Twelve studies were included in the review (n=87,577), which appeared to comprise: 10 controlled clinical trials (n=5,648), at least two of which were randomised; one prospective cohort study (n=70,102); and one post-hoc cohort analysis (n=11,827). Duration of follow up varied from one to eight years.
Short term outcomes, diet or exercise alone versus active comparators or controls: Statistically significant decreases in plasma glucose (p<0.05) were noted initially in the intervention groups in four out of five studies of diet. A statistically significant decrease in weight (but not plasma glucose) was noted in the intervention group in one of three studies of exercise.
Short term outcomes, diet plus exercise versus active comparators or controls: Five out of seven studies initially reported a statistically significant reduction in plasma glucose and five reported a statistically significant decrease in weight or body mass index in the intervention groups.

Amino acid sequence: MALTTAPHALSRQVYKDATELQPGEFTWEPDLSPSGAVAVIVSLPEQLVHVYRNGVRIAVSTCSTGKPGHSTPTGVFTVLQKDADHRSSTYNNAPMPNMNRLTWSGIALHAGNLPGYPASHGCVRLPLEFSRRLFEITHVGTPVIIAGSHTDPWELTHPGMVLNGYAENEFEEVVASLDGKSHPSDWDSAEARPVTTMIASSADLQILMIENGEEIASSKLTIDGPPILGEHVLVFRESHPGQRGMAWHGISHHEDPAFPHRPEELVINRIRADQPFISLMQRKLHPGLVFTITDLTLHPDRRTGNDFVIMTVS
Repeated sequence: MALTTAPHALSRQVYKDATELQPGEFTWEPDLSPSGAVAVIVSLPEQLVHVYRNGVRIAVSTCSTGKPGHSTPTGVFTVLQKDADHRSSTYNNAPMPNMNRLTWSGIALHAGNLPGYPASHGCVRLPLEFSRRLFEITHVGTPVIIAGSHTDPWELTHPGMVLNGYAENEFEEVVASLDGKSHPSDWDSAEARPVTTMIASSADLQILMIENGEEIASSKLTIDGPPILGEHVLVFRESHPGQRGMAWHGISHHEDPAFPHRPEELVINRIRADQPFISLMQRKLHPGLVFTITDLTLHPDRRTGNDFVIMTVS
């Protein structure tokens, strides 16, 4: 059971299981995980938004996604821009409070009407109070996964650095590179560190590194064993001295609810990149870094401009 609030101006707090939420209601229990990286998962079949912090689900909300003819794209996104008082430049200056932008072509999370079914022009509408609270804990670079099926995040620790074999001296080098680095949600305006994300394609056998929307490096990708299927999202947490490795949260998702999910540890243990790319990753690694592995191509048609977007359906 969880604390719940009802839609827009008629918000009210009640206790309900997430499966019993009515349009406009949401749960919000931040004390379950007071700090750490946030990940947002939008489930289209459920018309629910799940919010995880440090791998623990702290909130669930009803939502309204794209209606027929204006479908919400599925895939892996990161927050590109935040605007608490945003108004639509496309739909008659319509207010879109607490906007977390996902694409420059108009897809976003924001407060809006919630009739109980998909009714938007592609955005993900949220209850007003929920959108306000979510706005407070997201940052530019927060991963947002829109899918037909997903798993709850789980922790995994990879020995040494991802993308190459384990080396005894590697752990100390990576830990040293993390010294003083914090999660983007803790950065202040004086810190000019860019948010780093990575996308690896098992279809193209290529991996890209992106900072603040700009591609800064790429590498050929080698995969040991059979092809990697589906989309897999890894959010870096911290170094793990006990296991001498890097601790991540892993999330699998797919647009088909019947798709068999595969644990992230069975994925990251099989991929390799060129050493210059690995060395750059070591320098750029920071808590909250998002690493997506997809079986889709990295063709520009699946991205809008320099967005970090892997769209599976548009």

Counselling: Four studies included counselling components. One randomised controlled trial reported increased weight reduction when behavioural email counselling was added to an internet weight loss programme.
Longer term outcomes (12 studies): Three studies of diet and/or exercise versus controls included one (n=577) that reported the interventions significantly decreased diabetes incidence at six years. A second study (n=3,234) reported lower diabetes incidence in the intervention group over 2.8 year follow-up (cumulative incidence 14.4% versus 28.9%), but it was unclear whether this was statistically significant. Post hoc analysis in the third study (n=1,1827) reported higher rates of diabetes in the intervention groups. Five of eight studies of lifestyle interventions reported initial positive results, but noted reduced benefits over time. Two studies of diet and exercise and one of diet alone reported statistically significant weight loss at two years or more. There was no statistically significant difference between the groups at five years (one study).